The object is a folding straight razor. The handle is made from tortoise-shell and inscribed Dr Heberden July 10th 1774. The steel blade is inscribed PALMER followed by CAST. The maker may have been John Palmer (d.1789) a cutler and razor maker working in St Martin-in-the-Fields, London.

William Heberden (1710-1801) was an English physician who practised in London. He wrote an early textbook on diseases entitled Commentaries on the History and Cure of Diseases. He is considered the “father of rheumatology” and described abnormal swellings on fingers which became known as Heberden’s nodes. Although there is a chapter on the Bath Waters in his book, he generally thought they were little better than ordinary water and in some cases made people worse; any benefit from a trip to Bath was more likely due to spending time relaxing and escaping from the worries of ordinary life.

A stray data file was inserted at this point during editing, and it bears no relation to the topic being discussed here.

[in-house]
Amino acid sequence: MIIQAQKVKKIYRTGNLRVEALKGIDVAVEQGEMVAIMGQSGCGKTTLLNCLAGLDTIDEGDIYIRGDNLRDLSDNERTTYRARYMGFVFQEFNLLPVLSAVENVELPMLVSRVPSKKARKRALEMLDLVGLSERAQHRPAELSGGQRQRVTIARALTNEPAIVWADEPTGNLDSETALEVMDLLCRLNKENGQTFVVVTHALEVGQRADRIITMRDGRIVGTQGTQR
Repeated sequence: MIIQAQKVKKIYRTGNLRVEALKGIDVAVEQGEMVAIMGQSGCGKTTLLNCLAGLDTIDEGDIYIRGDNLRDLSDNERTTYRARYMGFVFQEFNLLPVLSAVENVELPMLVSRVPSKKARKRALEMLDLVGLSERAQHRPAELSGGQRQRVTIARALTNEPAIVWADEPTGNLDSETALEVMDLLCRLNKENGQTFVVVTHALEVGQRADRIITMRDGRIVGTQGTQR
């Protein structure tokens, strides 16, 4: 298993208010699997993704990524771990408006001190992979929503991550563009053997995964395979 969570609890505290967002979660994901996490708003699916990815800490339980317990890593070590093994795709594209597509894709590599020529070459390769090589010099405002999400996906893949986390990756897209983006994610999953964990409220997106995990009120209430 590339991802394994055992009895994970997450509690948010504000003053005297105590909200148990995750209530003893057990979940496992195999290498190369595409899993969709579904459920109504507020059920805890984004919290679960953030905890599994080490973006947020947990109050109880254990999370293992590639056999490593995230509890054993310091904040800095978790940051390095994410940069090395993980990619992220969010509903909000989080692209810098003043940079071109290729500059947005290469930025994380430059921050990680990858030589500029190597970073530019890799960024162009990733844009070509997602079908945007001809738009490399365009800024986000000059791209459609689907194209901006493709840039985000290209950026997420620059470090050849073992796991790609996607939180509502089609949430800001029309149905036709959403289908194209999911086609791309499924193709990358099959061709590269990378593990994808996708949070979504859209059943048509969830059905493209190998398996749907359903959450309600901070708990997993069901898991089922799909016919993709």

How Dr Heberden’s razors (there were originally a pair) came into the possession of Bath’s Mineral Water Hospital is a mystery. The second razor was given to the Heberden Society Library, London in 1966.

Engraving of William Heberden, now in the Wellcome Collection